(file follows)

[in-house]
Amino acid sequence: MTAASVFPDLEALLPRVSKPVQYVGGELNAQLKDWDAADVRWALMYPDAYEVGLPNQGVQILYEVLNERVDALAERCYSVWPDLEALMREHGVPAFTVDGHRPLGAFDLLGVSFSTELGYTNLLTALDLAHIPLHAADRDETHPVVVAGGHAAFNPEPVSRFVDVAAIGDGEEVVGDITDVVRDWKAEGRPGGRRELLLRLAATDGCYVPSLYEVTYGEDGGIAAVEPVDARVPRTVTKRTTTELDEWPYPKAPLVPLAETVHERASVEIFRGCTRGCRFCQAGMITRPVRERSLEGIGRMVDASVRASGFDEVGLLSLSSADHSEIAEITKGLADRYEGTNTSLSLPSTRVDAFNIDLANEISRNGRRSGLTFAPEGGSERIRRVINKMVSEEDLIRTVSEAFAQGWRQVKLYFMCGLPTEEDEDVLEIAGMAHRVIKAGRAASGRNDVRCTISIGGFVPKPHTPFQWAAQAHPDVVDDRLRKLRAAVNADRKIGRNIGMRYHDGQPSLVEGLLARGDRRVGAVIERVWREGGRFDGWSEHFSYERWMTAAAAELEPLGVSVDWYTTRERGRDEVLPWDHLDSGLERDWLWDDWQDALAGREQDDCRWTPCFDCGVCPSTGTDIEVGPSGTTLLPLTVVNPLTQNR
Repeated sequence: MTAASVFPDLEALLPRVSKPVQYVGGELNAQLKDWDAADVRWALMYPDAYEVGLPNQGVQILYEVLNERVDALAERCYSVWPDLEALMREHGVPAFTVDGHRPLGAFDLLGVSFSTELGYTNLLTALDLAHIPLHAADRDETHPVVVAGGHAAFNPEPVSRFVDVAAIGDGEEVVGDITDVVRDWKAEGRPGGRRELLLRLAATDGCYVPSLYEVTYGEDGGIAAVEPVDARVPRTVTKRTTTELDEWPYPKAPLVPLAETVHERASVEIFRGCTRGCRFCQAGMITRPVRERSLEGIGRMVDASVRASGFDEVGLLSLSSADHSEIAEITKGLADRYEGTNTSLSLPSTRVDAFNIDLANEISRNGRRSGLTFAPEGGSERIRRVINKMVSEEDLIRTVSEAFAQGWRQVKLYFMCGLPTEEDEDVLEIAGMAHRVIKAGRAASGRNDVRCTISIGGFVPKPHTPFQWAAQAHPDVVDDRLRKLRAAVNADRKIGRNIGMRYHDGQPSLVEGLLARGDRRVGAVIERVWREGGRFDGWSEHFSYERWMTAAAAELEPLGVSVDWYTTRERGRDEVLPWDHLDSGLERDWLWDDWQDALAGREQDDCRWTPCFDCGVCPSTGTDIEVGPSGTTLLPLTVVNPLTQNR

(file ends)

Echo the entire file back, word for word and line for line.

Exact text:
[in-house]
Amino acid sequence: MTAASVFPDLEALLPRVSKPVQYVGGELNAQLKDWDAADVRWALMYPDAYEVGLPNQGVQILYEVLNERVDALAERCYSVWPDLEALMREHGVPAFTVDGHRPLGAFDLLGVSFSTELGYTNLLTALDLAHIPLHAADRDETHPVVVAGGHAAFNPEPVSRFVDVAAIGDGEEVVGDITDVVRDWKAEGRPGGRRELLLRLAATDGCYVPSLYEVTYGEDGGIAAVEPVDARVPRTVTKRTTTELDEWPYPKAPLVPLAETVHERASVEIFRGCTRGCRFCQAGMITRPVRERSLEGIGRMVDASVRASGFDEVGLLSLSSADHSEIAEITKGLADRYEGTNTSLSLPSTRVDAFNIDLANEISRNGRRSGLTFAPEGGSERIRRVINKMVSEEDLIRTVSEAFAQGWRQVKLYFMCGLPTEEDEDVLEIAGMAHRVIKAGRAASGRNDVRCTISIGGFVPKPHTPFQWAAQAHPDVVDDRLRKLRAAVNADRKIGRNIGMRYHDGQPSLVEGLLARGDRRVGAVIERVWREGGRFDGWSEHFSYERWMTAAAAELEPLGVSVDWYTTRERGRDEVLPWDHLDSGLERDWLWDDWQDALAGREQDDCRWTPCFDCGVCPSTGTDIEVGPSGTTLLPLTVVNPLTQNR
Repeated sequence: MTAASVFPDLEALLPRVSKPVQYVGGELNAQLKDWDAADVRWALMYPDAYEVGLPNQGVQILYEVLNERVDALAERCYSVWPDLEALMREHGVPAFTVDGHRPLGAFDLLGVSFSTELGYTNLLTALDLAHIPLHAADRDETHPVVVAGGHAAFNPEPVSRFVDVAAIGDGEEVVGDITDVVRDWKAEGRPGGRRELLLRLAATDGCYVPSLYEVTYGEDGGIAAVEPVDARVPRTVTKRTTTELDEWPYPKAPLVPLAETVHERASVEIFRGCTRGCRFCQAGMITRPVRERSLEGIGRMVDASVRASGFDEVGLLSLSSADHSEIAEITKGLADRYEGTNTSLSLPSTRVDAFNIDLANEISRNGRRSGLTFAPEGGSERIRRVINKMVSEEDLIRTVSEAFAQGWRQVKLYFMCGLPTEEDEDVLEIAGMAHRVIKAGRAASGRNDVRCTISIGGFVPKPHTPFQWAAQAHPDVVDDRLRKLRAAVNADRKIGRNIGMRYHDGQPSLVEGLLARGDRRVGAVIERVWREGGRFDGWSEHFSYERWMTAAAAELEPLGVSVDWYTTRERGRDEVLPWDHLDSGLERDWLWDDWQDALAGREQDDCRWTPCFDCGVCPSTGTDIEVGPSGTTLLPLTVVNPLTQNR